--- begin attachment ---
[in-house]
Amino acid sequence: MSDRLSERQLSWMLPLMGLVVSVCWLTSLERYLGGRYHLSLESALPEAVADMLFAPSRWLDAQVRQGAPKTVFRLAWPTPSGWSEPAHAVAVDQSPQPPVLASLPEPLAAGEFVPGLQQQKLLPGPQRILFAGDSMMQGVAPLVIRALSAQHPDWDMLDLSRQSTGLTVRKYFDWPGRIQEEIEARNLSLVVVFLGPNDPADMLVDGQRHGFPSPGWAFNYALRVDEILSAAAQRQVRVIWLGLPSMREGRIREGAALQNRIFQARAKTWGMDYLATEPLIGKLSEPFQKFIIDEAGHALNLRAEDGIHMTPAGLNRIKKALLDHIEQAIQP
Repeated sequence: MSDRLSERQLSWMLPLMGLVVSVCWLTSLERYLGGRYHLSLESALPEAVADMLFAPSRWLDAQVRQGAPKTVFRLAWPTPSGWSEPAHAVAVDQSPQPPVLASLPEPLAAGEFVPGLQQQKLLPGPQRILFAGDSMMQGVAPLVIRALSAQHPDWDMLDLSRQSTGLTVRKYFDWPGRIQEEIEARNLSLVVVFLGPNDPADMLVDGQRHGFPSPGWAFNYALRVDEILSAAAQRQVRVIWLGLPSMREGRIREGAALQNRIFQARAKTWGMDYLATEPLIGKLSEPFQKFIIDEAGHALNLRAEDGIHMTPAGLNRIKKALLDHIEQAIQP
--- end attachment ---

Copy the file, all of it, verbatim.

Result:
[in-house]
Amino acid sequence: MSDRLSERQLSWMLPLMGLVVSVCWLTSLERYLGGRYHLSLESALPEAVADMLFAPSRWLDAQVRQGAPKTVFRLAWPTPSGWSEPAHAVAVDQSPQPPVLASLPEPLAAGEFVPGLQQQKLLPGPQRILFAGDSMMQGVAPLVIRALSAQHPDWDMLDLSRQSTGLTVRKYFDWPGRIQEEIEARNLSLVVVFLGPNDPADMLVDGQRHGFPSPGWAFNYALRVDEILSAAAQRQVRVIWLGLPSMREGRIREGAALQNRIFQARAKTWGMDYLATEPLIGKLSEPFQKFIIDEAGHALNLRAEDGIHMTPAGLNRIKKALLDHIEQAIQP
Repeated sequence: MSDRLSERQLSWMLPLMGLVVSVCWLTSLERYLGGRYHLSLESALPEAVADMLFAPSRWLDAQVRQGAPKTVFRLAWPTPSGWSEPAHAVAVDQSPQPPVLASLPEPLAAGEFVPGLQQQKLLPGPQRILFAGDSMMQGVAPLVIRALSAQHPDWDMLDLSRQSTGLTVRKYFDWPGRIQEEIEARNLSLVVVFLGPNDPADMLVDGQRHGFPSPGWAFNYALRVDEILSAAAQRQVRVIWLGLPSMREGRIREGAALQNRIFQARAKTWGMDYLATEPLIGKLSEPFQKFIIDEAGHALNLRAEDGIHMTPAGLNRIKKALLDHIEQAIQP